Noctilucent clouds – literally ‘night-shining clouds’ in Latin – can be seen in the northern hemisphere in the summer months, roughly from the end of May to the beginning of August.
They occur about 82km above sea level in Earth’s upper mesosphere, which means they form about 10 times higher than the clouds in our lower atmosphere.
Noctilucent clouds only occur under certain conditions when the warm summer air in the atmosphere expands upwards, allowing the mesosphere to cool down.
Water molecules accrete onto dust particles in the mesosphere, and the colder temperatures form tiny ice crystals.
When the Sun drops below the horizon during the summer evenings and these ice crystals are illuminated from below, they appear as noctilucent clouds.
The science of NLCs. Credit: Steve Marsh / BBC Sky at Night Magazine
The effect is an almost ethereal phenomenon of silvery blue clouds that appear as though they are glowing.
Because they are so high up, the Sun illuminates them from below the horizon, either after it has set or before it rises.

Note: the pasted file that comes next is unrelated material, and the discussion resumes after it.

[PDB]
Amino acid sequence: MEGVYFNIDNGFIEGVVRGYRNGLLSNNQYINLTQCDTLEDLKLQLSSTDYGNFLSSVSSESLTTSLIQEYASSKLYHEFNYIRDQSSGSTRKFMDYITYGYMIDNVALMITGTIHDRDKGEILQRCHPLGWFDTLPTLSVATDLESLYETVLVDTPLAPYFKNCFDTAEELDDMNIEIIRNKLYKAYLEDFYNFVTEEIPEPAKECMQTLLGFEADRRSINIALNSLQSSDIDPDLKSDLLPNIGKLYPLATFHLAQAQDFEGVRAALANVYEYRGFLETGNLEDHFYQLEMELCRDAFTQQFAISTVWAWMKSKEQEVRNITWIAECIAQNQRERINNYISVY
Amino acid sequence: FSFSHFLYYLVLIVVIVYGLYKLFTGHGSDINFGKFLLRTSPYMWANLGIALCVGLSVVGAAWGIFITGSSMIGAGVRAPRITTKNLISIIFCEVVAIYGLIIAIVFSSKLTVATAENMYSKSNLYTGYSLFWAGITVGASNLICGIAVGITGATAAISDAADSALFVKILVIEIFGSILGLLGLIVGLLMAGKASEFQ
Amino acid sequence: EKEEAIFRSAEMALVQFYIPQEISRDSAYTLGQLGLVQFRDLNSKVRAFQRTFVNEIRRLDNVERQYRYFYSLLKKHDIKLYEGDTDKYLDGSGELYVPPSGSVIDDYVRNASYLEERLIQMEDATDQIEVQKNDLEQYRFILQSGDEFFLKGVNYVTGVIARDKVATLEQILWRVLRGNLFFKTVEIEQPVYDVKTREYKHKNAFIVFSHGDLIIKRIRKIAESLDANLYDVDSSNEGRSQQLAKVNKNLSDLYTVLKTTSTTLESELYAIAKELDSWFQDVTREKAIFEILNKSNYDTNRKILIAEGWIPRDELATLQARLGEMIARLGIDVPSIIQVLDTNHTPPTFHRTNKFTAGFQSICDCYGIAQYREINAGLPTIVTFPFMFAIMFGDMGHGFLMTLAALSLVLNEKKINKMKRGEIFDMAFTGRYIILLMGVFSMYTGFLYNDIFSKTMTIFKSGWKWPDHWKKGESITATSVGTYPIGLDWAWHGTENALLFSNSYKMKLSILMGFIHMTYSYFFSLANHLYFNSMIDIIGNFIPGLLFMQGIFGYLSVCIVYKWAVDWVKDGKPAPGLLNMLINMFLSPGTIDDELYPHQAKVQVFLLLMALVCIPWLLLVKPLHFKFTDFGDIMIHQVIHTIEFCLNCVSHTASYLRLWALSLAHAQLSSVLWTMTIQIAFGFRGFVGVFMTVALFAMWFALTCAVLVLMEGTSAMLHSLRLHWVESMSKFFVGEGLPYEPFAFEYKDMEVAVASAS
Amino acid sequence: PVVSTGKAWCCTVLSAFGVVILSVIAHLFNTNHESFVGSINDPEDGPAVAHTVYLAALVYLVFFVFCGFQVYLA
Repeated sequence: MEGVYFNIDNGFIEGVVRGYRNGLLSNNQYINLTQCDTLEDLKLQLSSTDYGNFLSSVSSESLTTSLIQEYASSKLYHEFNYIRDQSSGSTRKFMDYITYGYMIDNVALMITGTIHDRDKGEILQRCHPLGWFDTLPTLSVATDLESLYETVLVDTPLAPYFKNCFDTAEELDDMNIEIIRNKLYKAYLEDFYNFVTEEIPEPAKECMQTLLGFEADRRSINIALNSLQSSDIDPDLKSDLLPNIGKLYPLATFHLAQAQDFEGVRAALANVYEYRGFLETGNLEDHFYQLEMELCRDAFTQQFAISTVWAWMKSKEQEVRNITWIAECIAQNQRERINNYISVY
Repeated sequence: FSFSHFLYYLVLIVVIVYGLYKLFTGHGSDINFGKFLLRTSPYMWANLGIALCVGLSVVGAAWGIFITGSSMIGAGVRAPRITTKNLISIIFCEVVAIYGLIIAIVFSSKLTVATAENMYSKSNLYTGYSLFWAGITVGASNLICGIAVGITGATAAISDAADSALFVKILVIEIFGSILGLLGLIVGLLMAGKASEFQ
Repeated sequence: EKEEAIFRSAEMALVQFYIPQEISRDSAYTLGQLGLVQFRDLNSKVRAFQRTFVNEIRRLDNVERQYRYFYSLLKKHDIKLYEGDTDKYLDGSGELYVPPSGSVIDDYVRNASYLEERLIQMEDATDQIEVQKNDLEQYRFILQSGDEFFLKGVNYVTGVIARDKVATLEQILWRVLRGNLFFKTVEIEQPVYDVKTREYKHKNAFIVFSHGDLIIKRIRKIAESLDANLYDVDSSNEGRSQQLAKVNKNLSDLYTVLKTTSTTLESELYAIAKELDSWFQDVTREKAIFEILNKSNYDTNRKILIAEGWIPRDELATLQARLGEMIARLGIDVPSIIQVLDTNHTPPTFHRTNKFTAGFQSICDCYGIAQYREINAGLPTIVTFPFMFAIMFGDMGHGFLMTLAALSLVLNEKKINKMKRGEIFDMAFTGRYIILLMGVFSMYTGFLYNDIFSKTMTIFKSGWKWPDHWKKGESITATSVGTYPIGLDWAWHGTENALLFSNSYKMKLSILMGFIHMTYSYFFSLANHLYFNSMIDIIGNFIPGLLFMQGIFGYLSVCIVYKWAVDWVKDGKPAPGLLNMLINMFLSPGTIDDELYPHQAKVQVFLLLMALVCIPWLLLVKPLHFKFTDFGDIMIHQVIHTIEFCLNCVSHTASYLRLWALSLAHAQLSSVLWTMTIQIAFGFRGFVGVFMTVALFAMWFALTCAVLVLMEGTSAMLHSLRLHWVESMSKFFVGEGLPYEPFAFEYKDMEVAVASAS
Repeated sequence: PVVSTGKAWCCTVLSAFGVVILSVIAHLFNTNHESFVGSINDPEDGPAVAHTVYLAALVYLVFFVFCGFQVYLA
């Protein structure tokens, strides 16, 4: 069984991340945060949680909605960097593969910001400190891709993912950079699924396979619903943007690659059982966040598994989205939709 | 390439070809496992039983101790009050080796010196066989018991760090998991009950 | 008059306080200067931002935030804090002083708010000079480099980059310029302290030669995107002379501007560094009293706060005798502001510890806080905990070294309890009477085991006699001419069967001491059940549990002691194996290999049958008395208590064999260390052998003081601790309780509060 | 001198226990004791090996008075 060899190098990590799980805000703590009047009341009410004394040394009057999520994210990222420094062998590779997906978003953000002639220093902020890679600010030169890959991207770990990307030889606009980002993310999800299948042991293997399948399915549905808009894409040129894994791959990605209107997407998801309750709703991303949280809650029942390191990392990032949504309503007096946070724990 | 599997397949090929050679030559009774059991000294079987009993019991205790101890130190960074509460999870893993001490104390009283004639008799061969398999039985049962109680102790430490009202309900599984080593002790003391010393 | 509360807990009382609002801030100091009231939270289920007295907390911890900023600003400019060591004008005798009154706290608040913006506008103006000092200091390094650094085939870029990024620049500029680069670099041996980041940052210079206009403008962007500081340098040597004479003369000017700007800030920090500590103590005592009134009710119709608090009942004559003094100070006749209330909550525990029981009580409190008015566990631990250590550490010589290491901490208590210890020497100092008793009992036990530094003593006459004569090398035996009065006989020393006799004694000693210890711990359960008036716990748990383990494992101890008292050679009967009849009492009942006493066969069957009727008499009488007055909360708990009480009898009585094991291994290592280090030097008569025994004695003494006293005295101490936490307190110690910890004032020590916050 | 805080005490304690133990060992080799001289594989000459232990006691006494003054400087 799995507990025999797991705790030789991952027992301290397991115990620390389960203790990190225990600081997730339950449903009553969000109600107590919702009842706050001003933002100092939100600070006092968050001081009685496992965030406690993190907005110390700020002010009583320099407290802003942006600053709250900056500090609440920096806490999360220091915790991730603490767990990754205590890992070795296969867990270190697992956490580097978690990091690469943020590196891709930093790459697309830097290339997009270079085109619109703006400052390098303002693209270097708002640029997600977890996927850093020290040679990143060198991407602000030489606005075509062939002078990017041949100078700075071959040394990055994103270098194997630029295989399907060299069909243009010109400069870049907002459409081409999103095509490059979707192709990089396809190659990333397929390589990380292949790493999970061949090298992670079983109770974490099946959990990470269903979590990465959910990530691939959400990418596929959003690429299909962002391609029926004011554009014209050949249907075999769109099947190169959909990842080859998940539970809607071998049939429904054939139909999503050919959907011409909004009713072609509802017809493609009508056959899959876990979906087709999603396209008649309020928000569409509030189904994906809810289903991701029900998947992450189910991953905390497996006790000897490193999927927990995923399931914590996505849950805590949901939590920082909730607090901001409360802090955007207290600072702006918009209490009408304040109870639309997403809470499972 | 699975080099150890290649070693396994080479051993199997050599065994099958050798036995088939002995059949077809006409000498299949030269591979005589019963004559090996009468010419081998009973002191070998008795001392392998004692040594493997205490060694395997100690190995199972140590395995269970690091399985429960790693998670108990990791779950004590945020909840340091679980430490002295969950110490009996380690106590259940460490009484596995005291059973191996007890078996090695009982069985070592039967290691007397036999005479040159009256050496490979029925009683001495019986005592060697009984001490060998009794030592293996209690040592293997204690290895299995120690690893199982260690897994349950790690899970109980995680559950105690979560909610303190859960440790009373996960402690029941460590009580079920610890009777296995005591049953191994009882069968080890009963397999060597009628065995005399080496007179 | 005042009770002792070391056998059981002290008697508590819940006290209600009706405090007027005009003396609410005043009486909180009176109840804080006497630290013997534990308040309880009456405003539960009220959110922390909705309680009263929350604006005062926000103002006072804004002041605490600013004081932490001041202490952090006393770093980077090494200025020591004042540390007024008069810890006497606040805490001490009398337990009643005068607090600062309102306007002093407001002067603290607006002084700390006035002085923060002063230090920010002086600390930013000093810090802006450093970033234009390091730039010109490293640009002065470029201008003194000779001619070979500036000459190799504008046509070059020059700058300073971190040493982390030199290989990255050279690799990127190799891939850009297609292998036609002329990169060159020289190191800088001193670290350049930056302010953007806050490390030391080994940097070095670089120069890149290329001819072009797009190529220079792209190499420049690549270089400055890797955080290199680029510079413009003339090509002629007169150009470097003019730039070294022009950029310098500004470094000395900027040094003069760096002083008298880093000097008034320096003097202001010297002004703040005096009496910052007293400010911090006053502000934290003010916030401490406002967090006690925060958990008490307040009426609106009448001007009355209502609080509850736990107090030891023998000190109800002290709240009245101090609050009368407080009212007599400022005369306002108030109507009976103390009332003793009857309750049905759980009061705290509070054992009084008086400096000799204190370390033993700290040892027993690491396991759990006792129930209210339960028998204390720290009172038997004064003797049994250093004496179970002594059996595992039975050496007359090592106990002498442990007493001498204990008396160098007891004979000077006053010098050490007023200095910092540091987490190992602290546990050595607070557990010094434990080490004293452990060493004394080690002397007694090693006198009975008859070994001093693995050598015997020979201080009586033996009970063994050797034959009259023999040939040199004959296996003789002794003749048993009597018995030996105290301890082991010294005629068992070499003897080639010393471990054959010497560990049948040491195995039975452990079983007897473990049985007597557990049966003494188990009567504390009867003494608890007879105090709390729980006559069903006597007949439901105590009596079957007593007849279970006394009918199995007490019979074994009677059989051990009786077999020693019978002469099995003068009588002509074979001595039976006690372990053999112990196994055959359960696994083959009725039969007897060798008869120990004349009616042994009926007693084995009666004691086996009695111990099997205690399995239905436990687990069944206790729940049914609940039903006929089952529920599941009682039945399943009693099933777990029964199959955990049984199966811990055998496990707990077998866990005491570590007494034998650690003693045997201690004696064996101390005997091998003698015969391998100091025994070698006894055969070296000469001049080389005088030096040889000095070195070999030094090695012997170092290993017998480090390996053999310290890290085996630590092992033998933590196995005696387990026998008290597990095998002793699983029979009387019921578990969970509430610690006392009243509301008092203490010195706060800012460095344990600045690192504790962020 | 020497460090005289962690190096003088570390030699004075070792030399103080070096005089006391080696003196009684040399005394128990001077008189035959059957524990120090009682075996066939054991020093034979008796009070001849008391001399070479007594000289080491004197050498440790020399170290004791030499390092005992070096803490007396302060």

As a result, these shining clouds are best seen 90-120 minutes after sunset low above the northwest horizon, or about 90-120 minutes before sunrise low above the northeast horizon.
Observing them is relatively easy too, and you don’t need a telescope or any specialist equipment to do so, although a pair of binoculars would not be a bad idea if you want to get a closer look.
The main thing is make sure the skies are relatively clear and free of summer haziness.
You will also need a clear view of the horizon, so go somewhere where you won’t have trees or buildings getting in the way of spotting them.
As with all aspects of astronomy, practice is key, and you will eventually get better recognising noctilucent clouds whenever they appear.